How IT leaders became key players in the COVID crisis

  • Posted on September 21, 2020
  • Estimated reading time 3 minutes
How IT leaders became key players in the COVID crisis

During the pandemic, your IT team ­– whether in-house or outsourced – has really shown their worth. Without their skills, knowledge, and dedication, your organisation would have ground to a halt.

Is remote working even remotely working? 
It is – technology has made it possible. How would we have coped just 20 years ago without video calling, fast internet or easy remote file access? The BBC’s Rory Cellan-Jones expressed it succinctly: “The lockdown is doing immense damage to the economy – but think how much worse it could have been.”

Of course, not every IT leader has been able to keep their organisations’ systems and infrastructure running smoothly during the pandemic. Those who did achieved it by successfully blending security and ease of use, striking a balance between potential risk and business continuity. It’s not an easy task.

As a tech company with tens of thousands of employees working in many different locations, our own remote working systems were mature, but we still had to make some urgent adjustments. Many organisations were starting from position zero, needing to rethink their infrastructure and set up new technology almost overnight (in some cases, literally overnight) in order to keep their businesses up and running. 

Respond, reset, renew
As your organisation responds, resets and renews following lockdown, you’ll discover powerful tech, like Microsoft Teams, ready to use in just a couple of days. Understandably, we saw a huge uplift in interest in Teams integrations during lockdown. Teams’ popularity continues to surge, having overtaken rival platform Slack. On 31st March it set a new record of 2.7 billion meeting minutes in a single day.

And we all know why: remote working is still the default for most office workers across UK and Europe, and will be for some time to come. 

As we all know, the use of video conferencing tools skyrocketed during the pandemic. You’ve probably got your own favourite platform – but it seems not all video conferencing tools were created equal. In some notable cases, security features in major apps were shown to be far from ideal.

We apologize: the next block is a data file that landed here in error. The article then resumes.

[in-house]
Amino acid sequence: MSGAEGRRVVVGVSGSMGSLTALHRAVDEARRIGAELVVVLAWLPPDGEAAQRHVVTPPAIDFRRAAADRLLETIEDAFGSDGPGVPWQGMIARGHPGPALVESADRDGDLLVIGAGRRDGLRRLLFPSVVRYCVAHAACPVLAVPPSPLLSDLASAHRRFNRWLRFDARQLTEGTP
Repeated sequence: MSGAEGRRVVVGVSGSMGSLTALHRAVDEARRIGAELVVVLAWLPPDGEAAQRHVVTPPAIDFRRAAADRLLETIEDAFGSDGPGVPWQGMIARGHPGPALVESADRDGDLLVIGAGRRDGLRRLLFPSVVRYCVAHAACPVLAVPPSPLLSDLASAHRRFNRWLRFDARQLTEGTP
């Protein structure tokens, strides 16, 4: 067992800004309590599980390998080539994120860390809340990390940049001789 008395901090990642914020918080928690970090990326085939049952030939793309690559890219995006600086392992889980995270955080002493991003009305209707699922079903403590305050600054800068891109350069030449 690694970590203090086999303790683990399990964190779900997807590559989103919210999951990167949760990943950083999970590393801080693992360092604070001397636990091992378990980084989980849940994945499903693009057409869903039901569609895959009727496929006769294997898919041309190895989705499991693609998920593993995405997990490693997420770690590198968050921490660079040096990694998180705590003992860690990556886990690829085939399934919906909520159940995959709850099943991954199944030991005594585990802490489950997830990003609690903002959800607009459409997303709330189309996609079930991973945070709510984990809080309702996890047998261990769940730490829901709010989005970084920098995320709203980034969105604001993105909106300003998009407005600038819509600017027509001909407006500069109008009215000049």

In contrast, Microsoft Teams enforces team-wide and organisation-wide two-factor authentication, single sign-on through Active Directory, and full encryption. 

Helping governments fight COVID-19
Technology has also been helping governments tackle the medical impact of Covid – and not just talking about track and trace apps and the COVID-19 test booking system. In the UK, the state healthcare provider – the world-renowned NHS – used Avanade and Accenture’s services to help its employees assess patients remotely and reduce the risk of exposure during the Covid crisis. We rolled out Microsoft Teams to 1.2 million users in just six days.
Business continuity
Planning for disasters can be a costly affair. Centrica’s energy trading team currently pays around £80 million for two separate backup offices – just in case their primary office is rendered unusable. But now, with their hand forced by the pandemic, Centrica have seen how easy it is for their people to work from home with almost zero disruption. 

Household names like Facebook, Twitter, Peugeot/Citroën and Shopify are rethinking their work policies, offering employees freedom from the traditional office-based nine-to-five. The PSA Group, the car making giant that owns Peugeot, Citroën, DS and others, has plans to reduce its office footprint, letting more of its employees work from home indefinitely. 

Cloud and proud 
The crisis offered a timely reminder of the virtues of cloud computing. Accelerating your move to the cloud will improve your business agility and help bring you bang up to date, reducing your technology debt. If COVID-19 has taught the business world anything, it’s that decentralised cloud services help organisations stay in business. 

We’ve seen some organisations try to resist the shift to cloud, and the results aren’t pretty. One such organisation dealt with lockdown by routing all of its traffic through on-prem servers, meaning home working employees had to wait their turn to access emails and files. Not ideal. 

As you look to the future, keep moving forward
What about life in a post-lockdown world? There is a clear opportunity for organisations everywhere to rethink their approach to IT and technology. Your business transformation programmes can be expedited, bringing greater efficiencies even sooner than planned. Those big legacy apps you thought you couldn’t shake? Or the ancient on-prem servers you want rid of? 

Now’s the time to respond, reset and renew. Take a look at our Workplace Experience hub to help your business get the most out of remote working, now and in the future.

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